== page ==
The Australian Museum (AM) has launched its new Accessibility and Inclusion Action Plan for 2018 to 2021 (AIAP).
31 January, 2018: The Australian Museum (AM) has championed the need to break down barriers facing people with disability in its new Accessibility and Inclusion Action Plan 2018-21 (AIAP).
The plan ensures that the exploration of nature and culture at the AM, Australia’s first museum, is accessible to everyone, regardless of their identity, age or background.
The new AIAP, launched on 31 January, 2018, builds on the AM’s achievements and commitment to the principles of social inclusion and equity throughout its exhibitions, programs, services and venues.
In 2015, the AM opened the landmark 4.5-metre-wide Museum Walk pathway and award-winning Crystal Hall entrance, providing an accessible entry for staff, visitors and volunteers for the first time.
The AM has also introduced hearing loops in its theatre and performance spaces, and offers free tactile tours and audio descriptive tours of the museum and galleries on the new AM app. The AM’s education team works directly with specialised schools and community groups to deliver tailored and accessible programs and resources.
The new AIAP demonstrates the AM’s continued dedication to equality of inclusion and access, through measures such as:
- Ensuring that all new building works, including the AM’s Master Plan, incorporate accessibility requirements in the planning and design stage.
- Providing training and resources for staff across the AM to support access and inclusion.
- Reviewing signage to improve wayfinding into and around the AM for people with disability.
- Enhancing interpretive information in all exhibition spaces to ensure it is placed at the appropriate angle and height, with appropriate use of contrast, colour and lighting for all.
- Providing training and resources for managers to support the recruitment and retention of people with disability.
- Consulting with people with disability on all future key initiatives.
Australian Museum Director and CEO Kim McKay AO said the AIAP builds on the museum’s former Disability Inclusion Action Plan 2015-17, by shifting the focus to social and physical inclusion rather than disability.
“Our goal is to create social change, which changes the perception and behaviour towards our visitors and staff living with disability,” she said.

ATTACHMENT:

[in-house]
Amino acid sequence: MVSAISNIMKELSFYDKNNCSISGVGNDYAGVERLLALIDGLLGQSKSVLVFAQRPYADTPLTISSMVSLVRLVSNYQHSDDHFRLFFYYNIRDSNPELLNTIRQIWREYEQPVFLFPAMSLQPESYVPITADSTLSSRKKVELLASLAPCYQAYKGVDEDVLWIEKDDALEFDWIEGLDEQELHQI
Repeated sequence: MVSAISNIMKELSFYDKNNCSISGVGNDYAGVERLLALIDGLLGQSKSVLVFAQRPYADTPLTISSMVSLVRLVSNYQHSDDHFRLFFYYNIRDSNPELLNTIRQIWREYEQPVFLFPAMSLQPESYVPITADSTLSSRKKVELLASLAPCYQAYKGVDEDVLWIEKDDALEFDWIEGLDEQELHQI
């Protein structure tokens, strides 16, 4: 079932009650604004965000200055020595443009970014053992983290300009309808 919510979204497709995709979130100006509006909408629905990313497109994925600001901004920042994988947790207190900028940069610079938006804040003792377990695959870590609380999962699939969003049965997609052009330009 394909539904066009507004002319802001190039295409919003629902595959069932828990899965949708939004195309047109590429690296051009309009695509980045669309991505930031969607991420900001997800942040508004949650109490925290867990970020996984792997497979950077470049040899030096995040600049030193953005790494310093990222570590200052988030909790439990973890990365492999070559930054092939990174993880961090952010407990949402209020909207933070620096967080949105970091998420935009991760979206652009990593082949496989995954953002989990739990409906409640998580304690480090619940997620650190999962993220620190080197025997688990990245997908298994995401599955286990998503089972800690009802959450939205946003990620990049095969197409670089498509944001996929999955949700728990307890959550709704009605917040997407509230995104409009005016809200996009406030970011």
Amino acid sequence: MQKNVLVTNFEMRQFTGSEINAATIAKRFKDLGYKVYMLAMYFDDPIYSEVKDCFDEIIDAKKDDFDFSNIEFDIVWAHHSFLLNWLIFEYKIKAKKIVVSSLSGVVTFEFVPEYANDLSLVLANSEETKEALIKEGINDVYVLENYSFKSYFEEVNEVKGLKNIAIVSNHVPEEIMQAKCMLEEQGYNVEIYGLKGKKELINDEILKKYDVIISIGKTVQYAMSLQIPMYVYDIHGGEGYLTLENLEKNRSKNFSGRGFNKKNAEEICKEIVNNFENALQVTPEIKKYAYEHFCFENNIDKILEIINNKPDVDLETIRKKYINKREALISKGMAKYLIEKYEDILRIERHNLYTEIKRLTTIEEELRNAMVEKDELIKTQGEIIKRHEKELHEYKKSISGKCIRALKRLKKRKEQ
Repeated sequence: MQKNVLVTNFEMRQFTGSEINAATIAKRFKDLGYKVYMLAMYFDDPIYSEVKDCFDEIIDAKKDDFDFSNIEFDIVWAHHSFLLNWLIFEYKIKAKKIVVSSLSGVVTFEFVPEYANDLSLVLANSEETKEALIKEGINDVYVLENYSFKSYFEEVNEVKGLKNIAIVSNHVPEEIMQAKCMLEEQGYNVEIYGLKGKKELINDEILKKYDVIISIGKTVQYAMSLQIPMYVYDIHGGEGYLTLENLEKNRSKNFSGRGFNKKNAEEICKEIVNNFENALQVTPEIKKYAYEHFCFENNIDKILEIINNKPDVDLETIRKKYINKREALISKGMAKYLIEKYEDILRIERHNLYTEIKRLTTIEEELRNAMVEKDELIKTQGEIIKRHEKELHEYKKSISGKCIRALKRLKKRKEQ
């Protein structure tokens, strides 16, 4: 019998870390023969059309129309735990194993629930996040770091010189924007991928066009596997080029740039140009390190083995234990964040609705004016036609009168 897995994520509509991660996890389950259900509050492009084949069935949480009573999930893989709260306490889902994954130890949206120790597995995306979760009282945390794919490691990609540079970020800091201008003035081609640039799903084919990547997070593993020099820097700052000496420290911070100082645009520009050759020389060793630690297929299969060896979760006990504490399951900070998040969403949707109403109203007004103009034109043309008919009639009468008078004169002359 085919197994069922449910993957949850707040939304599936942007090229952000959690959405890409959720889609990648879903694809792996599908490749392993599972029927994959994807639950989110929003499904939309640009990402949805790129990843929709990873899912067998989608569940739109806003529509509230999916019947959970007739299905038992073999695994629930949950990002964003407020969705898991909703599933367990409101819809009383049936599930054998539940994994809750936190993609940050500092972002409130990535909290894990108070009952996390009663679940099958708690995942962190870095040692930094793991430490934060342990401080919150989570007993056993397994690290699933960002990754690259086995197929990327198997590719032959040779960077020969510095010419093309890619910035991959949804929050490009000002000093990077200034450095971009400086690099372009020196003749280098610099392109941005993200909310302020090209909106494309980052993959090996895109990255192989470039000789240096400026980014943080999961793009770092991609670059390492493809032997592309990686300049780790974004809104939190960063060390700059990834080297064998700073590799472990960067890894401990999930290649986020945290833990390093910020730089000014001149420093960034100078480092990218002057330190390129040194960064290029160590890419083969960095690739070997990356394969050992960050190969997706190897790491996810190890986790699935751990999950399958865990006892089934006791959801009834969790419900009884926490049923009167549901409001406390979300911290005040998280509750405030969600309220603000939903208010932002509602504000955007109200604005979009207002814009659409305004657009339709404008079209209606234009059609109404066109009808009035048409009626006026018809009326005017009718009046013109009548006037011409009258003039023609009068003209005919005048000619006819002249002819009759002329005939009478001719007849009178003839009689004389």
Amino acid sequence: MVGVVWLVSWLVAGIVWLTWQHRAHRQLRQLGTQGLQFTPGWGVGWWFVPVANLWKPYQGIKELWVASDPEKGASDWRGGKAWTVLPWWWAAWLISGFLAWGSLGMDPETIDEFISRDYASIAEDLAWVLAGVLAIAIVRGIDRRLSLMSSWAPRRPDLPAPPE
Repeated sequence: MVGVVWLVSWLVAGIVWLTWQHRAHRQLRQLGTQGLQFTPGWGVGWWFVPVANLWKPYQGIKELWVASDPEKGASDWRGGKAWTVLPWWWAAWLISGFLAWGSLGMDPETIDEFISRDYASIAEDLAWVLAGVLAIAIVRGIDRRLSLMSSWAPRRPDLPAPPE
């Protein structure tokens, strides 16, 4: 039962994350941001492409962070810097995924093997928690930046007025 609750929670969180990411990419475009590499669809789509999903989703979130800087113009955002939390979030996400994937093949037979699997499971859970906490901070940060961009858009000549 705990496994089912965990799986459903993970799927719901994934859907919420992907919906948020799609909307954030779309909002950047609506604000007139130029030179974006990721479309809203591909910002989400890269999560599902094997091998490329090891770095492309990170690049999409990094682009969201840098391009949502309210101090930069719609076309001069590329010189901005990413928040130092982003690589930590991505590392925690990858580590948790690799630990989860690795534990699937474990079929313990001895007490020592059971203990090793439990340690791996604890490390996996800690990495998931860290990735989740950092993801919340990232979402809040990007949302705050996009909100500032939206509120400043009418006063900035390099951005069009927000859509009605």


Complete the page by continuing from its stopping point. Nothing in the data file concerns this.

“I am very proud to be part of a team at the AM that ensures Australia’s first museum, despite its heritage challenges, is creating a place where everyone can be inspired, explore and understand our natural and cultural world.”
NSW Parliamentary Secretary to the Premier Scott Farlow MLC, who launched the AIAP on behalf of Minister for Disability Services Ray Williams, congratulated the AM for developing a plan that ensures people with disability have access to cultural education.
“The NSW Government is committed to breaking down barriers and promoting accessibility for people with disability to enjoy the same opportunities as everyone else,” he said.
“The Australian Museum’s Accessibility and Inclusion Action Plan clearly outlines the museum’s commitment to inclusion, with a focus on building access ramps, recruiting people with disability and increasing the number of partnerships with disability organisations.”
Since the AM’s first Disability Inclusion Action Plan, in 2010, the museum has worked to address the heritage constraints of its main William Street site, while ensuring that its services and programs are accessible and inclusive.
The new AIAP addresses the four key goals under the NSW Disability Inclusion Act 2014: changing community attitudes towards people with disability; increasing community participation; increasing employment opportunities for people with disability; and removing barriers to systems and processes.
The AIAP was created by the AM in consultation with an Accessibility and Inclusion Advisory Panel, and with support from the Australian Network on Disability.
Panel member and Paralympian Paul Nunnari said: “As a member of the accessibility advisory panel, I feel immensely proud of the Australian Museum’s commitment to the inclusion of people with disability to this wonderful learning and cultural institution.
“The launch of the Australian Museum’s Accessibility and Inclusion Action Plan will ensure that this inclusion continues for generations of people to enjoy.”
The AM’s advisory panel also included: diversity and inclusion advocate Sabrina Houssami-Richardson; opportunity guide Mark Tonga; access and inclusion specialist adviser Naomi Malone; inclusion logistics specialist Troy King; and Syvala Mahmic, CEO of Plumtree Children’s Services, which provides support for children with a developmental delay or disability.
The AIAP will be made available on the AM website and included in all staff orientation packages. The new AIAP and future plans will be lodged with the Department of Family and Community Services, and the Australian Human Rights Commission.
The AIAP is available for download here.
About the Australian Museum
The AM, founded in 1827, is the nation’s first museum, and is an internationally recognised natural science and culture institution focused on Australia and the Pacific. As custodian of more than 18 million objects, the AM is uniquely positioned to provide a greater understanding of the region through its scientific research, exhibitions and public and education programs. Through the Australian Museum Research Institute, the AM also has a leading role in conserving Australia’s biodiversity through understanding the environmental impacts of climate change, potential biosecurity threats and invasive species.